Pros and cons about living at University.


Your friends are right there!

four people watching on white MacBook on top of glass-top table

No need to panic about friends on your first day jitters, as mostly everyone is in the same boat as you. Straight away you have your house mates before even meeting your course mates. You can also then branch out and meet new people through clubs and societies.


Your biggest concern about moving away may be ‘who is going to clean up my mess for me’? As much as we seek independance, some things never change.. Luckily a cleaner should come into your kitchen and clean communal areas. Those with ensuites will be expected to clean their own bathrooms however, so stock up on your polish and febreeze!

No bills

You don’t have to worry about your water being shut off, or your electricity when you’re half way through binge watching Brookline Nine Nine anymore. Everything in halls is included bill wise, so no need to worry if you’re in halls!

Appreciate home life more

dog lying on couch

Not being able to go home as often can make you appreciate your home and surroundings more. The less that you see your loved ones and the comforts you have at home, mean that it’ll be ever so sweet when you return back to memory lane.



Some people may not even get a maintenance loan that covers their accomodation. Some will be in accomodation that they cannot afford, whilst frantically running around chasing up employment opportunities just to get by. Whilst others will be living off left overs and 20p pasta. Make sure you know your financial situation and choose your halls wisely.


two woman doing toast

Some find it hard to study at university due to the amount of distractions that are available to them. Having people on your door step has its benefits but also can be detrimental to your progression, should you let it affect your commitment. Some might experience FOMO (fear of missing out) and feel that they have to be involved with everything. Be careful and try to balance this well so that you are putting yourself well and succeeding.


Walls are thinner than a gas stations toilet paper. You’ll be subject to noise at all hours, as the nocturnals and the drunks are awake come 4 am. Fire alarms will soon become your worst nightmare as well. The noise is horrendous and someone is bound to set it off from making toast in the early hours.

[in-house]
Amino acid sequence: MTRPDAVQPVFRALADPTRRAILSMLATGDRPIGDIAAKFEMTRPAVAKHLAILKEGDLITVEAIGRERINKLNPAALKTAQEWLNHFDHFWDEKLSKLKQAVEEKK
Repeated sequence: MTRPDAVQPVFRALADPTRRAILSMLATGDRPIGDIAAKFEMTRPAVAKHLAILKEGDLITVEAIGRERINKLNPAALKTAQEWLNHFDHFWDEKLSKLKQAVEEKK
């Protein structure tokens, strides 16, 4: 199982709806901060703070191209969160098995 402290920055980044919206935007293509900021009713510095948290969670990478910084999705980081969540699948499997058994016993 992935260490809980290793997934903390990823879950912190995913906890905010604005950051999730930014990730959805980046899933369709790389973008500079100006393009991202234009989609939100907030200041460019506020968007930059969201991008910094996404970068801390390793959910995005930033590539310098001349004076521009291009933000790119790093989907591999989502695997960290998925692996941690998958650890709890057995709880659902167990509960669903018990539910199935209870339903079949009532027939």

Time and money to go home

photo of group on people sitting inside train

For those choosing to study in a long distance city, away from their home town then it can be very costly and time consuming to travel home. Whilst locals may be able to go home almost every weekend, you’re stuck in the flat by yourself. Your train ticket is £65 even with a railcard and you can’t bare to spend that amount of money, after burning it on a two day bender.. Not only money wise but also the time spent travelling when you could be studying or partying!


3 thoughts on “Pros and cons about living at University.

  1. It’s funny. All these cons and the one I hear about a lot on social media are the fire alarms. Do they really need to have fire drills so often? At some point, people are going to ignore them when there really is a fire. The food won’t be great at the start either as you try to get used to cooking for yourself. You’ll probably end up relying on takeaways for a while.


    1. Fire alarms get tested every week here which isn’t too bad. I used to be out everytime they were being tested which was convenient. But I agree when it comes to the actual drills, someone might stay in and that could be when an actual fire starts.


  2. I can certainly attest to this one. When I went to University I steadfastly chose to stay at home just because I really wanted that support network around me (My family) when I was going through the tougher times around exam periods and that. Part of me wanted to go out and there and ‘make it on my own’ but I also thought I can do that in a safer environment at home whilst saving some money. My student loan gave me about 7k a year and that allowed me to increase my independance whilst also travelling and broadening my outlook on life. I must’ve honestly gone on about 15 holidays during my 3 years in Uni (Thanks Ryanair!) and I wouldn’t change it for the world. My out look on life is much better than I think it would’ve been had I been stuck in halls. I feel more socialable, I can speak another language (not fluently, but it’s something!) and I’ve seen a lot more than many people.


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